In a Seeking Alpha blog post last October we brought to light shady practices of the Chronic Disease Fund (CDF) as well as Questcor Pharmaceuticals' (NASDAQ:QCOR) all-too-cozy relationship with the charity. Since then, the CDF has turned over its entire board of directors, and the founder and chairman at the center of those activities has severed ties with the charity. The CDF has stopped the egregious activities, cleaned up its image, and rededicated itself to helping patients in need. In addition, the CDF is no longer conducting business with QCOR. Even more impactful, since our whistle-blowing article, the Department of Health and Human Services' Office of the Inspector General (OIG) has started taking steps to change the way the entire Patient Assistance Program industry operates -- specifically around the points we revealed in our post.
Now, we see evidence that we believe is grounds for another government agency, the FDA, to intervene, this time to safeguard patient health simply by holding QCOR and its H.P. Acthar Gel to the same standard as modern drugs. We have found that a large number of the recently reported Acthar-related deaths are people who were taking the drug for nephrotic syndrome (NS), a vulnerable population for which the drug's safety was never tested in clinical trials or even established by prior usage.
The New York Times last month broke the news that Acthar is suspected of causing the deaths of an alarming number of people -- nearly one per month reported to the FDA since marketing for 'new' indications nephrotic syndrome and rheumatology ramped up, and possibly dozens more that have not been reported. With that information having been revealed publicly, QCOR decided that the risks were relevant enough that it had to re-file portions of its 10-K to include drug safety and other important information. After the company failed to reveal these material facts to investors for quite some time we question whether QCOR was forced to do so by some outside party. There are several aspects to this recent filing we find interesting:
1) We take exception to QCOR's statement that, "the types of adverse events that have occurred are consistent with the current safety profile of Acthar as presented in its prescribing information." Nowhere in Acthar's prescribing information does it mention death or disability. As for specific reactions that could lead to death, there is no mention of some of the common ones being reported in connection with these deaths, such as respiratory failure and sepsis (blood poisoning).
2) We also disagree that "there is no new safety signal." The New York Times' story on QCOR's disclosure of the problems quotes an FDA spokeswoman who declined to comment on actions the agency might take, "Because this is an open compliance matter." We have to ask, if there is no new safety signal (pharmaco-vigilance-speak for a previously unknown safety problem), then why is it "an open compliance matter"?
The Wall Street Journal's take on the disclosure quotes pharmacology expert and former FDA medical officer Dr. David Gortler, PharmD, FCCP, of Georgetown University as saying there appears to be a safety signal. We reached out to Dr. Gortler who explained, "Whether or not as a result of increased prescriptions for legacy uses for which the drug might not be appropriate and has not been clinically tested, the increase in adverse events ... represents a safety signal worthy of attention from both Questcor Pharmaceuticals and the FDA ... With the FDA-documented under-reporting of spontaneous adverse events, even the increased numbers seen here are likely a very small percentage of the adverse events that actually have occurred. "
With many of the deaths occurring in patients being treated for nephrotic syndrome, an indication for which Acthar's safety has not been assessed in a clinical trial, these deaths alone strikes us as a new safety signal. QCOR's explanation for the increase in adverse events as a percentage of prescriptions -- that the drug is being used more extensively in nephrology and rheumatology patients, who are more susceptible to certain adverse events -- pretty much makes the point that Acthar is more dangerous in these settings and should be tested rigorously so that prescribing doctors and patients know the true health risks.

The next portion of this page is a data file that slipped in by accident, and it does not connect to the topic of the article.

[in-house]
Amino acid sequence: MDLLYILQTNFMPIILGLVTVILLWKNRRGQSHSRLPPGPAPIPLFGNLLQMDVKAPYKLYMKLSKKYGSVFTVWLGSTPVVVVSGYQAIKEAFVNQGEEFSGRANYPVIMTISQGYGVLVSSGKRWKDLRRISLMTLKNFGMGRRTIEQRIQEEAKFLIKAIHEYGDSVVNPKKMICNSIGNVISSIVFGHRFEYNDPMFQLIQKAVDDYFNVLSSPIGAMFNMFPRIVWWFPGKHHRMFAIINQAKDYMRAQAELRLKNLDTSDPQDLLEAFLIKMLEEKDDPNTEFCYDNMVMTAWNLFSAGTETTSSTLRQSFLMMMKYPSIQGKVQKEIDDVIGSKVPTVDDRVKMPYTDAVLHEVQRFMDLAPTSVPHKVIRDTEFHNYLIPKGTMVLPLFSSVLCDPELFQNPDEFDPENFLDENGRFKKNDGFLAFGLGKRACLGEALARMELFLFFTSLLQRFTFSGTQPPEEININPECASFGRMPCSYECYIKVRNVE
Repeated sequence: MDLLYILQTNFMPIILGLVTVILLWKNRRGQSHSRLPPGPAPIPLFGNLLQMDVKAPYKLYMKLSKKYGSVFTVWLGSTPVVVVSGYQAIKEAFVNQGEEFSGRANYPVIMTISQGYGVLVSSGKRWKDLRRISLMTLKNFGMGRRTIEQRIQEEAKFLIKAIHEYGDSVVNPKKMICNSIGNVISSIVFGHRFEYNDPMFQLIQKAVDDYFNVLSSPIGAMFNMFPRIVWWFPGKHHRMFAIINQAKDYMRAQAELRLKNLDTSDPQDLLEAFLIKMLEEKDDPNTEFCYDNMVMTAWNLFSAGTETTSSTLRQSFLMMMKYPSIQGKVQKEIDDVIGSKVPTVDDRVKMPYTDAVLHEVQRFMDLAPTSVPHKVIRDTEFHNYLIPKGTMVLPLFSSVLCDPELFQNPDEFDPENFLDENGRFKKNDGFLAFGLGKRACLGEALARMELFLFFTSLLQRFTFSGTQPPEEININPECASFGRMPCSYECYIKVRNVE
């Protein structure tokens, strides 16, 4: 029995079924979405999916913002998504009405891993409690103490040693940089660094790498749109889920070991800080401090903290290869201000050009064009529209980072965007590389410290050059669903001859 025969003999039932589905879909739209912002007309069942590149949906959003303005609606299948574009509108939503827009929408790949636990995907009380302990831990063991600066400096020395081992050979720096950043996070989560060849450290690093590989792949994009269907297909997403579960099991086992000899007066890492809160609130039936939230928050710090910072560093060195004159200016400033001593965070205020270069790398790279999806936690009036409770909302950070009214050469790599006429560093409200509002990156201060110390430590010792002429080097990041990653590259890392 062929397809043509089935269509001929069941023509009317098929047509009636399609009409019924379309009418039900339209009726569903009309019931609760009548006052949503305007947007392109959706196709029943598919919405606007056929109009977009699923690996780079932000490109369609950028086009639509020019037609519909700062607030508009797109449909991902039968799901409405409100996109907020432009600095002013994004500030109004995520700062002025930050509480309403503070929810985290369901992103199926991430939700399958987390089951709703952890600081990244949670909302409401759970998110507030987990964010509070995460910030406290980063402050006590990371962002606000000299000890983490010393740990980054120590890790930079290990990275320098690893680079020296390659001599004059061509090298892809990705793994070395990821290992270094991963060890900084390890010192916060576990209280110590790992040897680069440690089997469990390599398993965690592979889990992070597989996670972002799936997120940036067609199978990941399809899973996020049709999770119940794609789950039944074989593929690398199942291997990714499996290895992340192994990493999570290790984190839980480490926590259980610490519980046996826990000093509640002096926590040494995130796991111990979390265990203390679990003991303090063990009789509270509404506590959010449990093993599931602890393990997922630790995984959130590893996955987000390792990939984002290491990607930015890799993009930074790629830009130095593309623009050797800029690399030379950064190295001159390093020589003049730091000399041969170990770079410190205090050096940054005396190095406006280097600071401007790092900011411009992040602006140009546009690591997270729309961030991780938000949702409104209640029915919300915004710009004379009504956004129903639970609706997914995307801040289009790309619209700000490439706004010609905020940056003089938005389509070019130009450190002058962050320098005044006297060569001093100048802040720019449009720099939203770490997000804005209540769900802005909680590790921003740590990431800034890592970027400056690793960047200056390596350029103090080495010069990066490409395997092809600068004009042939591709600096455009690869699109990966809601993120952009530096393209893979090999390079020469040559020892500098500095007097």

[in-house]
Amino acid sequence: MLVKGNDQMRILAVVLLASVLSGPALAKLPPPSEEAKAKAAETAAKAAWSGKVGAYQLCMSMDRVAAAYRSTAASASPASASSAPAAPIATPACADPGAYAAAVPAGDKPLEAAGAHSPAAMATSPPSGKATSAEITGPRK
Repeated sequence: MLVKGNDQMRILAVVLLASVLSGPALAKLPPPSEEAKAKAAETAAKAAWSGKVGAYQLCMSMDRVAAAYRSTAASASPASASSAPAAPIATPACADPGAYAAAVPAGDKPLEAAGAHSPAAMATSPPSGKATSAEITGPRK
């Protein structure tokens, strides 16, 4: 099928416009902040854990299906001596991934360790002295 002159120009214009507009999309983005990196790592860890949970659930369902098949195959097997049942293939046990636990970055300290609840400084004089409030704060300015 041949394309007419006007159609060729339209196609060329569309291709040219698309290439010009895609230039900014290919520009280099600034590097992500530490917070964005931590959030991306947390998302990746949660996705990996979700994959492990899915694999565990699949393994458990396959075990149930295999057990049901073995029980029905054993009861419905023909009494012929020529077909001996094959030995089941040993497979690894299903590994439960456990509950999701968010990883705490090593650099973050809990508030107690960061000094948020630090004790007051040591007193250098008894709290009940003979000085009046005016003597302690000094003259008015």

3) To those who say the dustup is much ado about nothing, we refer you to the words of an expert on such matters, Brian Overstreet, president of AdverseEvents. "Clearly, someone over at Questcor made the realization that these safety issues were, in fact, a big problem. In order to: a) salvage any possible deal with their pending acquirer; and b) not run afoul of federal securities laws, Questcor needed to get out in front of this story and publicly disclose what has been reported," wrote Overstreet, whose firm provides healthcare decision makers 'with important insight on drug safety concerns that were not revealed during clinical trials, and are not being communicated by the manufacturer.'
4) We also are skeptical of QCOR's statement to the New York Times that the reason the information was not disclosed previously was because the safety profile of Acthar was "well known." Maybe to company insiders. Maybe even to the handful of neurologists who have been prescribing a vial or two to treat multiple sclerosis (MS) relapses for the past couple decades. But how about the nephrologists who have been putting patients on Acthar regimens of nearly 11 vials (bi-weekly injections for 6 months)? How many of the 7,400 patients who received the drug during 2013 were aware of the risk of death? We are assuming not many. In QCOR's words, "Ultimately, each physician must decide for himself or herself whether the patient's medical condition warrants the use of Acthar. In making that decision, the physician considers various forms of evidence as to the safety and efficacy of Acthar for each specific patient." Regardless of whether any failure to disclosure the drug's risks to doctors is a focus of the previously disclosed Department of Justice (DOJ) investigation, sound medical practice dictates that those doctors should be fully informed of the potential negative outcomes as they weigh Acthar's risks against its potential benefits.